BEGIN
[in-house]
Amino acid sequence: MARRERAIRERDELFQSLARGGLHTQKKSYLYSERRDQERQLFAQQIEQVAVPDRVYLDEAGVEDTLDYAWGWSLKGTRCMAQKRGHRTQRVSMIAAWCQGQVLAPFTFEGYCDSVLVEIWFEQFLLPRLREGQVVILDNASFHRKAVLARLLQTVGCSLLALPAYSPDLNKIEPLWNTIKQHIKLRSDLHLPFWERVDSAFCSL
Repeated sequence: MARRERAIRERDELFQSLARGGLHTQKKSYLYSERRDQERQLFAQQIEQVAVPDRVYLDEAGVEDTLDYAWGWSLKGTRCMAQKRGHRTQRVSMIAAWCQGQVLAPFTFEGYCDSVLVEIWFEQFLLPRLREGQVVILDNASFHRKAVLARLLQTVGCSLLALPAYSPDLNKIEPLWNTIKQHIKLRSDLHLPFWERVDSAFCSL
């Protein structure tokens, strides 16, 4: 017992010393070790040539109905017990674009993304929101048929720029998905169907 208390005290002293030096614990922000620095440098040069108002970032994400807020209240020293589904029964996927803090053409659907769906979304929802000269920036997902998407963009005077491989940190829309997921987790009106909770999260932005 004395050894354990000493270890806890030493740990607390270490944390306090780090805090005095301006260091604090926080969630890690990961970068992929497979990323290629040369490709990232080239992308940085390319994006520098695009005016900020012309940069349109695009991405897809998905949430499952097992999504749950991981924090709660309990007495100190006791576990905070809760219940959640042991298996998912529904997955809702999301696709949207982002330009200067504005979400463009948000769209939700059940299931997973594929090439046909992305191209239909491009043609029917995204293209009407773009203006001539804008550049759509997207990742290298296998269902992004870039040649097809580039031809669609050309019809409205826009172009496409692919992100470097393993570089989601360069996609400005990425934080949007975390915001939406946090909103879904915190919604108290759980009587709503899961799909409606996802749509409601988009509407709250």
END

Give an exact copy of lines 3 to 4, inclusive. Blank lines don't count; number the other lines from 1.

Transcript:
Repeated sequence: MARRERAIRERDELFQSLARGGLHTQKKSYLYSERRDQERQLFAQQIEQVAVPDRVYLDEAGVEDTLDYAWGWSLKGTRCMAQKRGHRTQRVSMIAAWCQGQVLAPFTFEGYCDSVLVEIWFEQFLLPRLREGQVVILDNASFHRKAVLARLLQTVGCSLLALPAYSPDLNKIEPLWNTIKQHIKLRSDLHLPFWERVDSAFCSL
């Protein structure tokens, strides 16, 4: 017992010393070790040539109905017990674009993304929101048929720029998905169907 208390005290002293030096614990922000620095440098040069108002970032994400807020209240020293589904029964996927803090053409659907769906979304929802000269920036997902998407963009005077491989940190829309997921987790009106909770999260932005 004395050894354990000493270890806890030493740990607390270490944390306090780090805090005095301006260091604090926080969630890690990961970068992929497979990323290629040369490709990232080239992308940085390319994006520098695009005016900020012309940069349109695009991405897809998905949430499952097992999504749950991981924090709660309990007495100190006791576990905070809760219940959640042991298996998912529904997955809702999301696709949207982002330009200067504005979400463009948000769209939700059940299931997973594929090439046909992305191209239909491009043609029917995204293209009407773009203006001539804008550049759509997207990742290298296998269902992004870039040649097809580039031809669609050309019809409205826009172009496409692919992100470097393993570089989601360069996609400005990425934080949007975390915001939406946090909103879904915190919604108290759980009587709503899961799909409606996802749509409601988009509407709250």